Bath House Cultural Center, Dallas

While tooling around looking for the neighborhood of Lower Greenville recently, I somehow ended up at White Rock Lake and came across the Bath House Cultural Center. Now, anyone who knows Dallas would probably wonder how the hell I managed to end up there when I was supposedly heading for a whole other part of the city, and don’t ask me how it happened; my only excuse is that I was suffering from a combination of too much heat, irritation at a condescending store clerk, an upset stomach, and an annoying bout of moving house. Yes, I really have been living in Dallas for 15 years, and yes, I really did get completely turned around the other day. These things happen to me. Look, shut up.*

But back to the subject of this essay, which is the venerable Bath House Cultural Center, one of the earliest examples of Art Deco architecture in the American Southwest. The Bath House was constructed on what were then the rural shores of White Rock Lake in East Dallas back in 1930, just 36 years before my birth — which makes it Very Old Indeed. It housed locker rooms, changing areas, concessions, and everything else people needed to prepare to swim in the lake after they converged upon it from miles around.  They even rented swimsuits, an idea that makes me shudder (I don’t even like renting bowling shoes).

Fast forward to 1953, just 23 years later, when drought and worries about polio, then still a fearsome threat to public health, conspired to close the place down. The Bath House’s official history also admits that racial tensions had a lot to do with it: back then, at the very verge of the Civil Rights era, Jim Crow was very much alive and well in public life in Texas.  I wouldn’t be surprised to learn that the Bath House was off limits to colored folk, and that they were justifiably mad about it. In any case, the place was left vacant until 1978 before a group of neighborhood activists urged the City of Dallas to restore it. They did so, and in 1981 the old Bath House was reborn as the cultural center it is today. Now it’s got a nice little 120-seat theater, two art galleries, several mixed-use areas, and even a darkroom. In the 27 years since it reopened, it’s become something of a Dallas artistic and cultural icon.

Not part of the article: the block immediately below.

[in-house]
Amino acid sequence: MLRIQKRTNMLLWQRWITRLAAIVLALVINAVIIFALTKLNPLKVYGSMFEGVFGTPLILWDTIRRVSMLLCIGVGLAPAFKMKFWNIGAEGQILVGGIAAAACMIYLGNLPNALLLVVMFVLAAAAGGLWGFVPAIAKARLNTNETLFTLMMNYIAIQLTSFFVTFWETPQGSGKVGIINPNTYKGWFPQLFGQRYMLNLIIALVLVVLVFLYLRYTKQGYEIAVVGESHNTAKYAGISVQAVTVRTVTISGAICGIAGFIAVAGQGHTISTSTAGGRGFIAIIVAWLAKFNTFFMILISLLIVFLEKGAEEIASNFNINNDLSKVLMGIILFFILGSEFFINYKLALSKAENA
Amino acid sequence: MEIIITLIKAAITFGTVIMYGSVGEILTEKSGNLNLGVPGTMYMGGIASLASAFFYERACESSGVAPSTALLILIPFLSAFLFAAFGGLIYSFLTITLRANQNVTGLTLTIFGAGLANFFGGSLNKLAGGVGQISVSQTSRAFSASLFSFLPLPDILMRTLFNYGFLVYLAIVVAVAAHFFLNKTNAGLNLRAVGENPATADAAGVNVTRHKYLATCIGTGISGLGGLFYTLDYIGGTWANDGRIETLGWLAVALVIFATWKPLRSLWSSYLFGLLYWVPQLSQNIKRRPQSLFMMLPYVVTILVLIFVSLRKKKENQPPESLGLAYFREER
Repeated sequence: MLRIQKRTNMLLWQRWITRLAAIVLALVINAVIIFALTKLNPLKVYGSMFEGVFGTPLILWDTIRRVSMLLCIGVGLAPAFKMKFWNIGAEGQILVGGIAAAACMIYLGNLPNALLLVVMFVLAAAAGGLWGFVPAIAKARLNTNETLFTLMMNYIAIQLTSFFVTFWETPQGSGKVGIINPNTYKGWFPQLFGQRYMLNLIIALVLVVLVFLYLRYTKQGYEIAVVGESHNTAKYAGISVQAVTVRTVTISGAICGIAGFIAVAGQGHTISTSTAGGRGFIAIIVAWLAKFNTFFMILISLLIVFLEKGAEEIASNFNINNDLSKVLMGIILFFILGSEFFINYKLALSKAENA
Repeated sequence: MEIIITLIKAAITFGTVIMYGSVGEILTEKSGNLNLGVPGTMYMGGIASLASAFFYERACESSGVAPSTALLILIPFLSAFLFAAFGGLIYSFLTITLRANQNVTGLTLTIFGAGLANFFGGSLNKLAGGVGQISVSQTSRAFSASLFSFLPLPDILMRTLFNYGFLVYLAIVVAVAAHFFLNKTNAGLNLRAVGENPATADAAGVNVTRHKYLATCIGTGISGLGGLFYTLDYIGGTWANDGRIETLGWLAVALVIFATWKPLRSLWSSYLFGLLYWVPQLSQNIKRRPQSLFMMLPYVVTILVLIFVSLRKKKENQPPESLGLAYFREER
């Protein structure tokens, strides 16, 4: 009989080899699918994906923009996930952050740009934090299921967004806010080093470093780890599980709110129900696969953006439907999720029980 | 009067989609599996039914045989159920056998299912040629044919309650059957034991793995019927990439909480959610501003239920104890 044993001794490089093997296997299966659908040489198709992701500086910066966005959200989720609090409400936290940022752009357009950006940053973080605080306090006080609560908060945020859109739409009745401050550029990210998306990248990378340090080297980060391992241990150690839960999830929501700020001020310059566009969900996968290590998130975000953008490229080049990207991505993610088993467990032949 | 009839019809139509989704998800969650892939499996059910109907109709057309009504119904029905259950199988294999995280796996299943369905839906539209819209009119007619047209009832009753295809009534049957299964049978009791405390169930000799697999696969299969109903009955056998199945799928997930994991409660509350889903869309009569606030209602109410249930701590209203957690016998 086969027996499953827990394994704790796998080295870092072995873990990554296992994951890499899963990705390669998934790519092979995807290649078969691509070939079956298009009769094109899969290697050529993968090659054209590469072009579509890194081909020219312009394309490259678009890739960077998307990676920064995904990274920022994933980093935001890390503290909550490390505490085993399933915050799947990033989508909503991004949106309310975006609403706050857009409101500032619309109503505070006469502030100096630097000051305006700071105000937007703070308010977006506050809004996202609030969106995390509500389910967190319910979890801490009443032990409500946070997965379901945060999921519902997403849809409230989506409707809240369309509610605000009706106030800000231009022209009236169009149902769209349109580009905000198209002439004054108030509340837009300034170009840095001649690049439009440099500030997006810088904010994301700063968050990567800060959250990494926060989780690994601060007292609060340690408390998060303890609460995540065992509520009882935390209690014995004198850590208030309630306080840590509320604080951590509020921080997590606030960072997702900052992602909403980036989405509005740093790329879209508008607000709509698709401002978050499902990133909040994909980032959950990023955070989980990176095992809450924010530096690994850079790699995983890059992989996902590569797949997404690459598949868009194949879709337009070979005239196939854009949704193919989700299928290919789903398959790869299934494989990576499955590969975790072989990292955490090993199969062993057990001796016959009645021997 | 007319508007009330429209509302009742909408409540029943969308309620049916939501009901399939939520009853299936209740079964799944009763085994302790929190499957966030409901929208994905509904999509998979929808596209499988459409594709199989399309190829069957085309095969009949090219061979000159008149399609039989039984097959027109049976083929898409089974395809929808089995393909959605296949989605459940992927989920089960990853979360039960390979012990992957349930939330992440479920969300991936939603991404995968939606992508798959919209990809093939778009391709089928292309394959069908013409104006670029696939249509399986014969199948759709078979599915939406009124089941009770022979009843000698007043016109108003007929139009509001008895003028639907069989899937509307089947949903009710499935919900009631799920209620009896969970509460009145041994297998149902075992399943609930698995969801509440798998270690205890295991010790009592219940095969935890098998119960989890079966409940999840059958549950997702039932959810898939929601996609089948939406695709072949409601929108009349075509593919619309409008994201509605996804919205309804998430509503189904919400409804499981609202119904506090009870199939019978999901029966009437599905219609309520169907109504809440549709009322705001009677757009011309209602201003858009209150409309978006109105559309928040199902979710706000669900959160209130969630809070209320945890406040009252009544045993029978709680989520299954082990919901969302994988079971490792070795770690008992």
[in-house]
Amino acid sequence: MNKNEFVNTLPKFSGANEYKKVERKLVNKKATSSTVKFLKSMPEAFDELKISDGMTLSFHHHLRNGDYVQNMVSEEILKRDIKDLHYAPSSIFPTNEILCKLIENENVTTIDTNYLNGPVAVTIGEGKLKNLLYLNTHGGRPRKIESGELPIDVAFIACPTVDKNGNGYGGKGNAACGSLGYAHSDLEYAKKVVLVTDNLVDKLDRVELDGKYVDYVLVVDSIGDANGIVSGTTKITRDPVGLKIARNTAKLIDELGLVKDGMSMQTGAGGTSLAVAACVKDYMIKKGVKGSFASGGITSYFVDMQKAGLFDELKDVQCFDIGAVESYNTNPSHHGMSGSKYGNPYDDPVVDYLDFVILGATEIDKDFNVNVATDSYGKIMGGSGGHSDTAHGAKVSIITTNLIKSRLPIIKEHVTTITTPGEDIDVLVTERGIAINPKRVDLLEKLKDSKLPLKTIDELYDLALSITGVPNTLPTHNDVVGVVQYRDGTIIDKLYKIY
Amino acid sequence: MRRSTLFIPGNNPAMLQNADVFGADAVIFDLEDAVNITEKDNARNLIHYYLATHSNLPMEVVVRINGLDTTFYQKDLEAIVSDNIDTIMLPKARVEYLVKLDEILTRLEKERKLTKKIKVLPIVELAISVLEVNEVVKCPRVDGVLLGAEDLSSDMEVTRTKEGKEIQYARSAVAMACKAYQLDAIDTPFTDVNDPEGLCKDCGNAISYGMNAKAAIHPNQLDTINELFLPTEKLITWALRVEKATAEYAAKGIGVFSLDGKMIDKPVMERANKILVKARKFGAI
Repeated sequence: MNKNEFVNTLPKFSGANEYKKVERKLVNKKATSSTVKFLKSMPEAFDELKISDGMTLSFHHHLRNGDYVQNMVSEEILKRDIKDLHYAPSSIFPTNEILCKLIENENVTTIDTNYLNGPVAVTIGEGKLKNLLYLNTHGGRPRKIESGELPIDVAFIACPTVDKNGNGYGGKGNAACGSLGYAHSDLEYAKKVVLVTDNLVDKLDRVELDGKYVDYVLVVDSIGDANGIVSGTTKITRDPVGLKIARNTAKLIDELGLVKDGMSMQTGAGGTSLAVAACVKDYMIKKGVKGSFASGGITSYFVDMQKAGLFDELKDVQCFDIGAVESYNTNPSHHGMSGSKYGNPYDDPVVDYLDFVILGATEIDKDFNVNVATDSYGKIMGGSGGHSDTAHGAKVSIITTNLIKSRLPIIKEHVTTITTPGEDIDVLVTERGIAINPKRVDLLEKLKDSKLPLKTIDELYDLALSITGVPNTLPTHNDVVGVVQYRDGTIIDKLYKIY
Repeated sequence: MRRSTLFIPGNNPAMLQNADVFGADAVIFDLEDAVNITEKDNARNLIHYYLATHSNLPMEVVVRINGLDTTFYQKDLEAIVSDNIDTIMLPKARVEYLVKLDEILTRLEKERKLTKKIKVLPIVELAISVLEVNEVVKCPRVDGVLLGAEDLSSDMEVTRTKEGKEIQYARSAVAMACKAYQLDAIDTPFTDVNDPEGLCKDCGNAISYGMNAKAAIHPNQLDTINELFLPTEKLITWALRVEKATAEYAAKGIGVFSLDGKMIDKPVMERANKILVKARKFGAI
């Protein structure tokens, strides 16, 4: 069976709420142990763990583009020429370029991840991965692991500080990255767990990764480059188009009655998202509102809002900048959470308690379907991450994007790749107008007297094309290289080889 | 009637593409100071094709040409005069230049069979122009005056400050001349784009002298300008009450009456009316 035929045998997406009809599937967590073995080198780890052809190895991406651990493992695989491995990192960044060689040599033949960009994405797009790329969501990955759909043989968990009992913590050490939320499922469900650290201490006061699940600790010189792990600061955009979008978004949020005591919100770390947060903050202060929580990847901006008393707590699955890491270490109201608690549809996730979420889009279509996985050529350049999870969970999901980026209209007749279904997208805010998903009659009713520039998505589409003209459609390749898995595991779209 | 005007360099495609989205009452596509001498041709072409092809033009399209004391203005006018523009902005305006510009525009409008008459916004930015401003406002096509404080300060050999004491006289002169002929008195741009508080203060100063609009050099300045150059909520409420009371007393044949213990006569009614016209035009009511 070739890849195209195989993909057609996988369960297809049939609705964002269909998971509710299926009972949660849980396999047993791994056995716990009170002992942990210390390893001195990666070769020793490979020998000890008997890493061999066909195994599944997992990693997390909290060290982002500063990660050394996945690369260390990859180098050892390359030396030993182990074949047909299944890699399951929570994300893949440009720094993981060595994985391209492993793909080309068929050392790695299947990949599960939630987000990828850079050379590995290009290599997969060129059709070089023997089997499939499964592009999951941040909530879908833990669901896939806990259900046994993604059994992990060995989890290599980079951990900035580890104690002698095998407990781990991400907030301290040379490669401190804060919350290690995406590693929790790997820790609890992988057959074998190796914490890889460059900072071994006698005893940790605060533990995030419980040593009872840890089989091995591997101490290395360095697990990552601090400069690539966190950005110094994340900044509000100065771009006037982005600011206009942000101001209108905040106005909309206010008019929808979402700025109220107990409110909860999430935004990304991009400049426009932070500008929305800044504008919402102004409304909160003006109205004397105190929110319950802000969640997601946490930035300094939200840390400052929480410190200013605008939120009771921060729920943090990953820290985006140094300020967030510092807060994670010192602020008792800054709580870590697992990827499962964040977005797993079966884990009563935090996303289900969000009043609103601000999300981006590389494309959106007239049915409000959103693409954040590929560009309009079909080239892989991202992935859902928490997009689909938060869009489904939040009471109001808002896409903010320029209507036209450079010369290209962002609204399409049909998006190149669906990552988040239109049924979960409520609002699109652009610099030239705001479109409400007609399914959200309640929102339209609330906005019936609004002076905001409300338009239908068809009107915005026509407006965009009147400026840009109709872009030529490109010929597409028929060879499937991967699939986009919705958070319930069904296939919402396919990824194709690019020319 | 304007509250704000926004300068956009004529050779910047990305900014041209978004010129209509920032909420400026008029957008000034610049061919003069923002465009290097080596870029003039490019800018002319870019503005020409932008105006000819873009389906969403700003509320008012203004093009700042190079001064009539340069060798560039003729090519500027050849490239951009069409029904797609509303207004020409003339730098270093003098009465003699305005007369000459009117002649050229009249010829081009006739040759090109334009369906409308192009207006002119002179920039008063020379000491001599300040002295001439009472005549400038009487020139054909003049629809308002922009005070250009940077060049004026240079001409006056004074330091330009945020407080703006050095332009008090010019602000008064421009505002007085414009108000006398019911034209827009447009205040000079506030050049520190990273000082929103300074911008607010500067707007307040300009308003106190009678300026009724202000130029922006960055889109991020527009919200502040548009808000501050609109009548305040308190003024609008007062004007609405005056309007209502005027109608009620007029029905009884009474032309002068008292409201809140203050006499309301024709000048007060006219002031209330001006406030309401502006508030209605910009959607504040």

Bath House

Long Shot

The building itself is faced with stucco and painted an attractive creamy yellow color, which I’m afraid doesn’t really come through well in these photos. As you can see, the Bath House is looking a little neglected here; birds are even nesting in the “O” on the sign. And naturally, the one time I visited the place it was closed for maintenance, so I don’t have many interior shots; but once it reopens on August 26, I’ll head on over and see what I can do to rectify that. Maybe the bird nests will be come by then, eh? In any case, there’s still a great deal to be seen from the outside; for example, the Bath House is located on an attractive stretch of lakeshore, where you can view the remains of the structures the bathers used to use (and that boaters do now, I guess), as well as, in the far distance, downtown Dallas.

The View

It’s also located on lovely grounds, with mature old trees all around. Said grounds aren’t looking their very best at the moment due to the current drought (which, by the way, is very like the one in the 1950s in terms of length and harshness), but it had just rained for the first time in months when I took these pics, and things were starting to green up again.

The Grounds

 Incidentally, here’s a bit of irony for you:


Apparently, City Ord. 31-1 doesn’t apply to these fellows, who were out in force:


If you come around to the back of the building, you’ll find an attractive covered walkway, more veranda than pergola, facing the lake. It even has one of those sturdy metal telescopes that you can point at spots all along the opposite shore, or use to peek at wildlife or the buildings in the distance. Unlike most of these you see, this one’s free.


Funny Face

I was quite impressed by their little butterfly garden out front, which is decorated with a rather attractive winged statue, as you can see here. I’m a pushover for cool statues, as you probably know by now.


The garden is planted with what appear to be drought-resistant species of plants, and is labeled an “EARTH-KIND Waterwise Demonstration Garden.” It was created and is maintained by the Dallas County chapter of the Texas Master Gardeners, an organization which I must admit I’d never heard of before.

As I mentioned, I didn’t get a chance to visit the interior, but I was able, at least, to take a picture of the foyer. Here’s what it looks like through the glass of the front door. I can’t wait to see the rest of it — and like I said, I’ll take care of that with a supplementary entry after August 26, when they finally reopen. So expect a Part II of this entry in a few weeks.


Just as a heads up, here’s a heads-up on the upcoming events at the Bath House Cultural Center. From September 5-27, they’re presenting something called “American Cassandra: Déjà Vu and 9 Parts of Desire.” Hmmm…sounds interesting.  In their two gallery spaces, you’ll be able to experience shows called “Imprinted Traces” and “Some Like it Hot.”  For even more information on what’s coming up at the Bath House, check out their website at

The Bath House Cultural Center is located at 521 East Lawler Drive in East Dallas. If you have any questions, call (214) 670-8749. If you’re in town, give it a visit. It’s a nice little place, and it’s worth the effort of finding.

*I finally found it today and got the pictures I needed, so there. You’ll see that entry soon enough!

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